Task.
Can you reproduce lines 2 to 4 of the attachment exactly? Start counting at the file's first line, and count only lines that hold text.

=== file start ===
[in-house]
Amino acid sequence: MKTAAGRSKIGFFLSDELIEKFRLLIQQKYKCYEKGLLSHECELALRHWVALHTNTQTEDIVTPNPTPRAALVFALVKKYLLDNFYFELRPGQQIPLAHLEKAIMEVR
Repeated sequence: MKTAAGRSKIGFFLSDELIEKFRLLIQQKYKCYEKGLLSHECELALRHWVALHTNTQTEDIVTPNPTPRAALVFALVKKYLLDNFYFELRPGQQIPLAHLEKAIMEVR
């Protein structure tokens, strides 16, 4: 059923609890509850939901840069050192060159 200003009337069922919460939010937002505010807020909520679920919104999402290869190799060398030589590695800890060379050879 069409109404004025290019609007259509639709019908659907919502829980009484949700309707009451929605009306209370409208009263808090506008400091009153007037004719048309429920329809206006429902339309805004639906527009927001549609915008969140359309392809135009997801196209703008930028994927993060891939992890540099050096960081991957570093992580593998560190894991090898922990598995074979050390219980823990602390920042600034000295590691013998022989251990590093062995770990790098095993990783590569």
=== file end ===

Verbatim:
Amino acid sequence: MKTAAGRSKIGFFLSDELIEKFRLLIQQKYKCYEKGLLSHECELALRHWVALHTNTQTEDIVTPNPTPRAALVFALVKKYLLDNFYFELRPGQQIPLAHLEKAIMEVR
Repeated sequence: MKTAAGRSKIGFFLSDELIEKFRLLIQQKYKCYEKGLLSHECELALRHWVALHTNTQTEDIVTPNPTPRAALVFALVKKYLLDNFYFELRPGQQIPLAHLEKAIMEVR
């Protein structure tokens, strides 16, 4: 059923609890509850939901840069050192060159 200003009337069922919460939010937002505010807020909520679920919104999402290869190799060398030589590695800890060379050879 069409109404004025290019609007259509639709019908659907919502829980009484949700309707009451929605009306209370409208009263808090506008400091009153007037004719048309429920329809206006429902339309805004639906527009927001549609915008969140359309392809135009997801196209703008930028994927993060891939992890540099050096960081991957570093992580593998560190894991090898922990598995074979050390219980823990602390920042600034000295590691013998022989251990590093062995770990790098095993990783590569």